Video segment about me, by the school district

Sunday, December 21, 2014

Holiday Magic

Playing Bells
Happy Holidays, everyone!  I don't know about all of you, but the last month has been very intense for me.  There has just been a lot of testing.  So, I'm not going to talk about the testing but I will talk about some fun things that really lifted my spirits and made my students very happy.  Hopefully you can use some of these ideas if you're still teaching before Christmas, or even afterward in the long month of January.

I purchased some bells at a conference and then completely forgot about them.  I do things like this ALL the time because I have too much stuff and I'm just a little ditzy.  Organized, but ditzy.  So I took them out and placed them on the shelf in my classroom, and wow!  When I started playing "Doe, a Deer" and "Jingle Bells", teachers would come in from other classrooms to see what was happening.  The music teacher came in.  Now, the funny thing is I believed he was one of my students, and thought "Oh my gosh!  I have a prodigy on my hands!"  After he played the song, he said hi to me, and I have to say I was a little bit disappointed that it wasn't one of my students.

These bells are SO easy to play.  My students started picking up how to play "Jingle Bells."  You just tap the top of the bell and it rings.  It's a little more challenging to play them as a completely blind person, because of course I'm doing it by ear and not by the color coding at the top of each bell that also matches the disc you can buy.  But it worked beautifully and my assistant, who also plays the flute, played "Twinkle, Twinkle, Little Star" and "The First Noel."  I guess the great thing about these bells is even if you're not musically talented you can look at the screen and just follow the colors.

Another really nice thing that happened was a little girl who couldn't count to 8 came over and played the scale with me.  I showed her how to count as she tapped the bells, and the second time we did it she counted by herself.  She doesn't have much English, and this is the first time that she's counted to 8 and back down again with the bells.  Sometimes music really does act as a bridge to other subjects.


Sight Word Christmas Tree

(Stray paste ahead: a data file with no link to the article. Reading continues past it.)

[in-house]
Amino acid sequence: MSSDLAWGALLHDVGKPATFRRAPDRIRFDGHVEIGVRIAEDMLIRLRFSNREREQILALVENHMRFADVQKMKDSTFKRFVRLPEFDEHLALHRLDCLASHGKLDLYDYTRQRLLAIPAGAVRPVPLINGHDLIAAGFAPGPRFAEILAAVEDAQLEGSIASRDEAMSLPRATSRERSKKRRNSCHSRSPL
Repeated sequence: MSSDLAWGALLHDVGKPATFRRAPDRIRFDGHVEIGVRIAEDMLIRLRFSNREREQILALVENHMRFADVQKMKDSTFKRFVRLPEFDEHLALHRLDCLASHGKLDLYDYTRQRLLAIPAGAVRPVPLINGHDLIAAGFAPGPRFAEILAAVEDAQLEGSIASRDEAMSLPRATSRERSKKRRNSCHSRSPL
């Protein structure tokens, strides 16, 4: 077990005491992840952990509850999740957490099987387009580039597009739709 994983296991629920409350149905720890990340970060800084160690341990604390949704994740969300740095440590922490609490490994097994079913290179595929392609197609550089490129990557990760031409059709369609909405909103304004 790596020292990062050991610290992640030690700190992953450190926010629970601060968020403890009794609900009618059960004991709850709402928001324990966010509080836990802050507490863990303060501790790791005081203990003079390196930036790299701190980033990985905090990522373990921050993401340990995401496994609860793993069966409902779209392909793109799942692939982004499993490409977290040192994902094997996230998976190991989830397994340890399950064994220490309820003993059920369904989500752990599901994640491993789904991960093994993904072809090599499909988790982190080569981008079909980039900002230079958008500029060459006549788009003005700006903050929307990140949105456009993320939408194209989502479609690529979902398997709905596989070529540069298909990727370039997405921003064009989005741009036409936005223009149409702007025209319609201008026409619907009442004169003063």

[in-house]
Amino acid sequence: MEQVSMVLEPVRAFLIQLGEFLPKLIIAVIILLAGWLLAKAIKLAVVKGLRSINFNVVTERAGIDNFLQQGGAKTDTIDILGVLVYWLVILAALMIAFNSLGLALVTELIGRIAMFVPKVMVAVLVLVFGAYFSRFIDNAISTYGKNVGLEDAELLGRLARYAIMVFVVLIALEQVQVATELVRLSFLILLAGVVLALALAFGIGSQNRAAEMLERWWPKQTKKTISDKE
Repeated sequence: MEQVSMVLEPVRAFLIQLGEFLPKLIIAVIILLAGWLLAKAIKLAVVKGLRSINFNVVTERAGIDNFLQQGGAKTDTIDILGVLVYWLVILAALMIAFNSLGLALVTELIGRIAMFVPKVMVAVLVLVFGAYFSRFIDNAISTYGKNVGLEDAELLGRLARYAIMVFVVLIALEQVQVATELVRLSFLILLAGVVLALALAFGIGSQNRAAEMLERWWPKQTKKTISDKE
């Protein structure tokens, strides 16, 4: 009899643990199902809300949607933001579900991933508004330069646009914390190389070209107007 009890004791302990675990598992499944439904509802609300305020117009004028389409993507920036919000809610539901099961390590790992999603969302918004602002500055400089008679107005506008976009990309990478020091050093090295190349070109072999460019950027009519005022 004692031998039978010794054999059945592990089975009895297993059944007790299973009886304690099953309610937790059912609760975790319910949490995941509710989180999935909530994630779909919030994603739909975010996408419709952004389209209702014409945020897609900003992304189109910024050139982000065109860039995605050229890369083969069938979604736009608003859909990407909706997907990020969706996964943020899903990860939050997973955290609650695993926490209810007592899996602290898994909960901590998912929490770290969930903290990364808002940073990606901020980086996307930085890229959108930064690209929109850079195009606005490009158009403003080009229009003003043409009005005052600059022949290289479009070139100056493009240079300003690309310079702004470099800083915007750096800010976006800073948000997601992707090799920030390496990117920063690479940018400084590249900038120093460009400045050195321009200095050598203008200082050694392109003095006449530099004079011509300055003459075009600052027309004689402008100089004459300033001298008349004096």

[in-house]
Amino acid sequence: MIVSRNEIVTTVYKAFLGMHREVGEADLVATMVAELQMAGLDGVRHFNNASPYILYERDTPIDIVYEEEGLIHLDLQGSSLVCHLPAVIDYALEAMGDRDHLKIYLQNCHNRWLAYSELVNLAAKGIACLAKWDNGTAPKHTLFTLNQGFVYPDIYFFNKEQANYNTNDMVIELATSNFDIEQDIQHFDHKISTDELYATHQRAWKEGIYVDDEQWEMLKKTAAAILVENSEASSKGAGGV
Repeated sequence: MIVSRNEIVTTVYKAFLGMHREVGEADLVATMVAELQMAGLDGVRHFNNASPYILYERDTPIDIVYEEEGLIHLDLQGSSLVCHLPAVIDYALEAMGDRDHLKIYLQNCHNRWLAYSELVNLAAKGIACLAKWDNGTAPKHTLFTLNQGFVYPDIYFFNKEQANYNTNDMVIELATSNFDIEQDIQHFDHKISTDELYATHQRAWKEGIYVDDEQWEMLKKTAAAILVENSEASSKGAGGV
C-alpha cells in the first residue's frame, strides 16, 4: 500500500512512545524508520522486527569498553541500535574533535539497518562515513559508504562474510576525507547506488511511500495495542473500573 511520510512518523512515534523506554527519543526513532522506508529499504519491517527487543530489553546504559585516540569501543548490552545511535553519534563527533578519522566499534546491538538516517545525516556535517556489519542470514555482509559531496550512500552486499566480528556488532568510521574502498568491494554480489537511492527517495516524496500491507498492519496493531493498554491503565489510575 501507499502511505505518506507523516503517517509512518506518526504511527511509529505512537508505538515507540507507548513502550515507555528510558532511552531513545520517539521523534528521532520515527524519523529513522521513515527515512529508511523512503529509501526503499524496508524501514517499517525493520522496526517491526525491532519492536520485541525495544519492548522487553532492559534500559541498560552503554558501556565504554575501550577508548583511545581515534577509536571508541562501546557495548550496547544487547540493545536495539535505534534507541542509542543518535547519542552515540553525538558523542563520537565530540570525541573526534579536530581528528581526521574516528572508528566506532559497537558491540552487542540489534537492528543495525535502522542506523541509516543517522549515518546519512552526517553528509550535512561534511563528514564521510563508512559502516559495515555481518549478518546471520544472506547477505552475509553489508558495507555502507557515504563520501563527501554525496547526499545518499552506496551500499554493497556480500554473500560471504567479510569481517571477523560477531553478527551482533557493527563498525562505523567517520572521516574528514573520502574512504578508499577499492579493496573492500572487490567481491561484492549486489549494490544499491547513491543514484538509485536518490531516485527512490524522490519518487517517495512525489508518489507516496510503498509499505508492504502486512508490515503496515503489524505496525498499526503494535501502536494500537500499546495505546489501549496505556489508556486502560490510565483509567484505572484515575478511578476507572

We practiced sight words with this Christmas tree that I made a few years ago.  But if you didn't see that post, here are the ornaments again if you'd like to make the tree.



I also laminated it and added velcro to it so the children could play with it in ABC and Word Center.  It's really amazing to see children who know their sight words use this tree to help those who are having a little trouble.  If you'd like to purchase some easy-to-use sight word coloring sheets, take a look at this product.  I used them all week and the kids said they were super fun.



We were also working on solid shapes and I found that using real objects is so much better than using pictures.  It's just more hands on and the children can actually roll and slide the objects to see how they move.  I think there are so many things we have to do that are just flat; it really excludes those kinesthetic, 3D learners.  I sat the children in a circle and assigned each child a 3D shape.  Then everyone sorted the real-life objects.  Here is a free solid shape book where the kids can color each solid shape on its own individual page.

The last thing I'd like to tell you about is a really awesome solid shape video where a girl, with help from a fairy, is decorating a Christmas tree with solid shapes.  It talks about faces, corners, and angles, and it's really perfect for kindergarten.  It's just so festive and it's a fabulous connection between the holidays and mathematics.

I hope you enjoyed this post, and I wish you a very merry Christmas and a happy new year.

Saturday, November 15, 2014

50th Day of School


Hi everybody!  I wanted to tell you about a really cool day we had at my school.  We celebrated the 50th day of school.  Ok, I know, you're probably thinking "50th day of school?  Most people celebrate the 100th day of school."  I've celebrated the 50th day for the last two years and found that it's really helped my children understand the higher numbers in more depth.  I think that counting by fives and tens really is the basis for so many skills that our students need for mathematical concepts later in life.  It's really essential that we give them a firm foundation in kindergarten.

I dressed as a 1950's girl!  I got the costume from a Party Store right before Halloween, and I danced to a swing song by Elvis Presley with my husband.  We discussed how life was different in the 1950's (sock hops, soda shops, how people dressed) and even made root bear floats with our kiddos!  Here is a video that we showed.  Thanks Stephanie!